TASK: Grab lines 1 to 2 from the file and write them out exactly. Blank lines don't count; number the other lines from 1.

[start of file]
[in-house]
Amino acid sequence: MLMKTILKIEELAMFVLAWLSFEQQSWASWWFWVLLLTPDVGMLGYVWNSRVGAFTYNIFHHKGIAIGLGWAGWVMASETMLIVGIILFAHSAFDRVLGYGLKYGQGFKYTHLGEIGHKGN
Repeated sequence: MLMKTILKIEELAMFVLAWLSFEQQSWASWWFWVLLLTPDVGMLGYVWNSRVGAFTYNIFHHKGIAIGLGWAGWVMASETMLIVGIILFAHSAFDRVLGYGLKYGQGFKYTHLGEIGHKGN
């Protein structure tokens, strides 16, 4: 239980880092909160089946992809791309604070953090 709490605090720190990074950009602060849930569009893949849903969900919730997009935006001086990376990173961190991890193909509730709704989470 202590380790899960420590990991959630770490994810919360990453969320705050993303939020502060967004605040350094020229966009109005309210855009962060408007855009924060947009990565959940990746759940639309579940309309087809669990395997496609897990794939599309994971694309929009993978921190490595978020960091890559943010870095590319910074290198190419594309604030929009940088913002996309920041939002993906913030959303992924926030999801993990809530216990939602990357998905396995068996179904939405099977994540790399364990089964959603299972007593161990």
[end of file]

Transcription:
[in-house]
Amino acid sequence: MLMKTILKIEELAMFVLAWLSFEQQSWASWWFWVLLLTPDVGMLGYVWNSRVGAFTYNIFHHKGIAIGLGWAGWVMASETMLIVGIILFAHSAFDRVLGYGLKYGQGFKYTHLGEIGHKGN